Route: Dead Dog Couloir
Elevation Gain: 4,393'
Vertical Ski: ~3,000' plus some extra snow patches on the road
Adventure Seekers: Scott Nate and I
When I got a casual invite to join my winter backcountry ski partners for an adventure on Dead Dog, how could I refuse? I know I need to get more comfortable on the steeps, and the only way is to ski it. Though 14er steep isn't exactly like resort steep. No nice fluffy managed by ski patrol. Lots of rocks and other "natural" features to make the surface variable and rough. Though Scott is the master of snow timing, and I can always use some more experience in that. How often do these opportunities roll around? Very rarely.
Good thing we started off from Boulder at 1:30am on Sat, as the excitement for the approaching ski would not have allowed more than a few hours of sleep anyway. I usually choose the "baby steps" method of increasing the difficulty of my skiing. This would be a bit of a jump. Still within in my ability, but today would be about survival skiing, not elegant "resort style" skiing. Big difference.
We rolled up to the trailhead at about 3, and instead of just parking, we continued up the road a bit. Everything went well until Scott had to back down the road a bit to find parking, after we found that we couldn't go up any further. That's when the unconsolidated snow at the side of the road got us. Stuck! Oh well, deal with it after the ski!
The road was icy and had plenty of dry patches. So we ended up carrying our skis most of the way up. Around that weird new building on the left, both Nate and I had enough of carrying skis, and switched to skinning. At the summer trailhead we plodded across the bridge with our skis on, and sounded like a herd of goats crossing. Waking up our camping neighbors! The trail was mostly snow covered with plenty of post-holes to maneuver. The sun started to cast its rosy glow on the peaks as we got our first glimpse of Grays.
Alpen glow on Grays on the approach
I'd like to say that the snow is continuous to the base of the climb, but no. Plenty more opportunities to carry the skis today! Or cautiously skin across the tundra...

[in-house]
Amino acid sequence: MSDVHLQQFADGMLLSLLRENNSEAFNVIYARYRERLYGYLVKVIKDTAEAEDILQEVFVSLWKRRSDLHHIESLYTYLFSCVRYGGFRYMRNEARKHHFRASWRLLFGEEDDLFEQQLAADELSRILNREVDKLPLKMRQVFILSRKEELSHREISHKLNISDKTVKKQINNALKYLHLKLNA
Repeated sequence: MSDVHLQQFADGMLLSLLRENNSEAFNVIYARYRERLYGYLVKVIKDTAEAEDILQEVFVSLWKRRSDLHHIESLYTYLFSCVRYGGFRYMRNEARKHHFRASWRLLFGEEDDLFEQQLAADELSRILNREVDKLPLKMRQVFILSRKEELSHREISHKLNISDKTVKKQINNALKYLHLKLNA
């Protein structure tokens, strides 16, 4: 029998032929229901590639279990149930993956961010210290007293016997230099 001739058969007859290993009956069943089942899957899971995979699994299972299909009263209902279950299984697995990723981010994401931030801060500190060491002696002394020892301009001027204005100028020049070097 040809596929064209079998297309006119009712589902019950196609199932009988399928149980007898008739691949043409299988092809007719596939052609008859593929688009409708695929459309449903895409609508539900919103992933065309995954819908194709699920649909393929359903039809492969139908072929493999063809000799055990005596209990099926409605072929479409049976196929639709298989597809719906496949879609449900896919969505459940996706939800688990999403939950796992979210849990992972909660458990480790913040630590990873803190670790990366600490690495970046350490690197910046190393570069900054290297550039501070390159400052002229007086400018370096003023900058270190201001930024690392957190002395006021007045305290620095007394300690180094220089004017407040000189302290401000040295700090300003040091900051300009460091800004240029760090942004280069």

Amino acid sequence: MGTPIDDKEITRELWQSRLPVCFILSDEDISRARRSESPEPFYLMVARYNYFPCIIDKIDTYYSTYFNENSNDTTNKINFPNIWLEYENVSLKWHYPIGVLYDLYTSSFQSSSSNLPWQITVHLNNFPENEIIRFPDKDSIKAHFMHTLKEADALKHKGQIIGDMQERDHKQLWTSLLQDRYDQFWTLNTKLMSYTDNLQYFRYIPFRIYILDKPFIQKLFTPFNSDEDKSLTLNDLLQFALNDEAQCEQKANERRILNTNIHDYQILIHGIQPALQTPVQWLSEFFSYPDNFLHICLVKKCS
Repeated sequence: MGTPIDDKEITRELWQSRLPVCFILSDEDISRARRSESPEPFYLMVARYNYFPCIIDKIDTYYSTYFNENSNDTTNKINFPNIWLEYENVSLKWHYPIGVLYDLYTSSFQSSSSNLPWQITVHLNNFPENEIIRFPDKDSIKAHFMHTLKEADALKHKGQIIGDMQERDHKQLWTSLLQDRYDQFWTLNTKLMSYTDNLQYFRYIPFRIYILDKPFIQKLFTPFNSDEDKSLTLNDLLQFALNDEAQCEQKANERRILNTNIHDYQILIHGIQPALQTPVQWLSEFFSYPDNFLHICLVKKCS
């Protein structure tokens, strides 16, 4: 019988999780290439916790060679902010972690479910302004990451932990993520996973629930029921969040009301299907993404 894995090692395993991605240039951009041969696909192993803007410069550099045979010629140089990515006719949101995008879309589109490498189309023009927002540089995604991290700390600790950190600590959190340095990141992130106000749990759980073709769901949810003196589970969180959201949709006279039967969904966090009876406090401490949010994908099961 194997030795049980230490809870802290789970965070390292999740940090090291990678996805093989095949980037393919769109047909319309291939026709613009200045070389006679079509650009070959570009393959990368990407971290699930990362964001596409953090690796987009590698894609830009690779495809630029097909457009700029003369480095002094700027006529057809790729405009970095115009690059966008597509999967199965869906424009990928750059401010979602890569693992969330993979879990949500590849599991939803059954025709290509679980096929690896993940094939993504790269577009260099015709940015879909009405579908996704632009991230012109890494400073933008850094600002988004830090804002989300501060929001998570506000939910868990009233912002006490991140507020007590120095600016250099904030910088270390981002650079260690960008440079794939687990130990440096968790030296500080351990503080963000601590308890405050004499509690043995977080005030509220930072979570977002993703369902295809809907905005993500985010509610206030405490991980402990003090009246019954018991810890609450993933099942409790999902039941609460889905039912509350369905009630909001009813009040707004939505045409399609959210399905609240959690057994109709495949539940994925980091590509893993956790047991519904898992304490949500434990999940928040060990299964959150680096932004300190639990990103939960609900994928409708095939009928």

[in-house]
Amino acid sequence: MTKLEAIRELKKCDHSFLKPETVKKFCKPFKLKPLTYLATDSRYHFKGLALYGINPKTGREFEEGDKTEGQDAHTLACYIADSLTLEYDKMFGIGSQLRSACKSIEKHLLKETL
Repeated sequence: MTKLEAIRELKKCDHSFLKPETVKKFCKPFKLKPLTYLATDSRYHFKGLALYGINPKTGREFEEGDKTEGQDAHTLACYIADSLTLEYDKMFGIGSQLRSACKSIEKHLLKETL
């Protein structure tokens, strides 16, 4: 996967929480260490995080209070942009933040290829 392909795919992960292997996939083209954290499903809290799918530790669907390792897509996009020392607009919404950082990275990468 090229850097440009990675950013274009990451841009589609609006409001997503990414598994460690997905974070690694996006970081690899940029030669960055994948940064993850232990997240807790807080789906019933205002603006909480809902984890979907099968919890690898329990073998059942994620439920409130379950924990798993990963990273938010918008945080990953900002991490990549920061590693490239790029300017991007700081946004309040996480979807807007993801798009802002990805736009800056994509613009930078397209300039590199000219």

First rays on Torreys, as Scott skins across the tundra
We took a short break near the base of the couloir to transition into climbing mode and to eat some snacks. I chose orange slices and "Shimmering Pink" frosting, yum! Meanwhile Scott and Nate were eating chocolate, cheese and fancy lunch meat. Yup.
During our break, the only other 3 climbers of Dead Dog showed up and passed us. Of course they weren't carrying an extra 15 or more pounds of ski gear, so one would expect them to be a bit faster.
The first section of the couloir is fairly mellow, about 35 degrees by my measurement. You can already see evidence for the forming runnel by the abused snow in the center, and by the rocks hidden in the snow. Part way up this first section, a bunch of rocks came whizzing past us at ~8/9 am. A little scary, as even the ice chunks hurt when some sizeable chunks hit my leg.
First good view of Dead Dog
Starting up the apron
Some gnarly snow yuk in the just starting runnel
Nate and I climbing, Photo Credit: Scott
Side view of Grays on the ascent
Midway up the couloir, it steepens to around 40 degrees. The snow gets a little less rough, but still highly variable. Nice soft snow right next to ice hard blocks. Not sure who's booter we were following, but it was horrid. Worst we've ever been on. It was like someone 4' was switching with someone 6'6", either tiny baby steps or quad busters. Thankfully Scott started making his own steps that we could follow, as either option was tiring!
It was such a hot and sunny morning, at this point we figured we'd only have a short time at the top, before the snow would be soft enough to ski. I was regretting wearing my fleece and gloves for the climb at this point.
View up from middle of the couloir
View down from the middle of the couloir
Nearing the top and at the dog leg in the couloir, it was obviously getting a bit steeper, and my inclinometer was reading 45 in places. The clouds were getting a bit thicker and the wind picked up a bit near the top, guess the only rush to the top now is to let the calves rest from their marathon!
The dog leg in the couloir, almost there...
Starting to look steep!
View to Evans and Bierstadt
Looing down from the top, as Nate makes the last steps
Top o Dead Dog at 10:45, less than 7 hours after starting from the car in the morning. Not too shabby! We dropped our packs an proceeded to laze about at 14,000'. Eat, drink, put on more layers as we waited. Guess I should take some beta photos of the peaks to the NW. Golden Bear looks good, Hagar has some lines left, but poor Pettingell is done for the season most likely.
Golden Bear and Hagar
Citidel and Pettingell